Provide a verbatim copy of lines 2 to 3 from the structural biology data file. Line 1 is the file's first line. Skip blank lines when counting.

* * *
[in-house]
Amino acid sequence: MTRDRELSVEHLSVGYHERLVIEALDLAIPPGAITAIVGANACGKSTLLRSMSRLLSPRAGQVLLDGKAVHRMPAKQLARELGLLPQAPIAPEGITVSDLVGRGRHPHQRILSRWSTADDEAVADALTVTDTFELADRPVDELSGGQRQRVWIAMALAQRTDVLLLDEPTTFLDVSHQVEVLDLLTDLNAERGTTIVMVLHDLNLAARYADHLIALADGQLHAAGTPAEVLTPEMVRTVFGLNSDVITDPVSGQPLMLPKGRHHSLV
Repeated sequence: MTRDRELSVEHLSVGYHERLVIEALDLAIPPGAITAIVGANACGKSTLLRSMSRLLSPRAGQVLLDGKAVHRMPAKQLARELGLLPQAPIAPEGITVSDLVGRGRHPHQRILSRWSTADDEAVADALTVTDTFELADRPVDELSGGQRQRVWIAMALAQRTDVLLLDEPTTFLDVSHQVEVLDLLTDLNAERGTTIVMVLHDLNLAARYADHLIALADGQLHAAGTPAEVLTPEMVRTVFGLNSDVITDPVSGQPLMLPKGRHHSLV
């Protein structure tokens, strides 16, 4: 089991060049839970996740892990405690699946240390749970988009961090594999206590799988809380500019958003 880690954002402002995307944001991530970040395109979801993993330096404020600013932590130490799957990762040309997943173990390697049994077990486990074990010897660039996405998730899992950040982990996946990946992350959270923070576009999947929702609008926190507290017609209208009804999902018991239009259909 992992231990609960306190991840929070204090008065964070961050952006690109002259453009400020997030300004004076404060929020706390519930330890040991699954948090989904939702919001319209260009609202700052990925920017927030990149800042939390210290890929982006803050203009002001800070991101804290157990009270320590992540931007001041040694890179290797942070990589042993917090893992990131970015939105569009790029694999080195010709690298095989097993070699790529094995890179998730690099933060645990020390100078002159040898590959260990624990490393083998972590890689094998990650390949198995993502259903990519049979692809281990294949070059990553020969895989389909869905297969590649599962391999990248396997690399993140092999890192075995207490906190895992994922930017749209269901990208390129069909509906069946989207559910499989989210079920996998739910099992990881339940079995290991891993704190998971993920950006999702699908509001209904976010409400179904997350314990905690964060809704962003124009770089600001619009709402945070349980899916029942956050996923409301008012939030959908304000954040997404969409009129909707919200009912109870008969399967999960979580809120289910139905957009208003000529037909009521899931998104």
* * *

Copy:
Amino acid sequence: MTRDRELSVEHLSVGYHERLVIEALDLAIPPGAITAIVGANACGKSTLLRSMSRLLSPRAGQVLLDGKAVHRMPAKQLARELGLLPQAPIAPEGITVSDLVGRGRHPHQRILSRWSTADDEAVADALTVTDTFELADRPVDELSGGQRQRVWIAMALAQRTDVLLLDEPTTFLDVSHQVEVLDLLTDLNAERGTTIVMVLHDLNLAARYADHLIALADGQLHAAGTPAEVLTPEMVRTVFGLNSDVITDPVSGQPLMLPKGRHHSLV
Repeated sequence: MTRDRELSVEHLSVGYHERLVIEALDLAIPPGAITAIVGANACGKSTLLRSMSRLLSPRAGQVLLDGKAVHRMPAKQLARELGLLPQAPIAPEGITVSDLVGRGRHPHQRILSRWSTADDEAVADALTVTDTFELADRPVDELSGGQRQRVWIAMALAQRTDVLLLDEPTTFLDVSHQVEVLDLLTDLNAERGTTIVMVLHDLNLAARYADHLIALADGQLHAAGTPAEVLTPEMVRTVFGLNSDVITDPVSGQPLMLPKGRHHSLV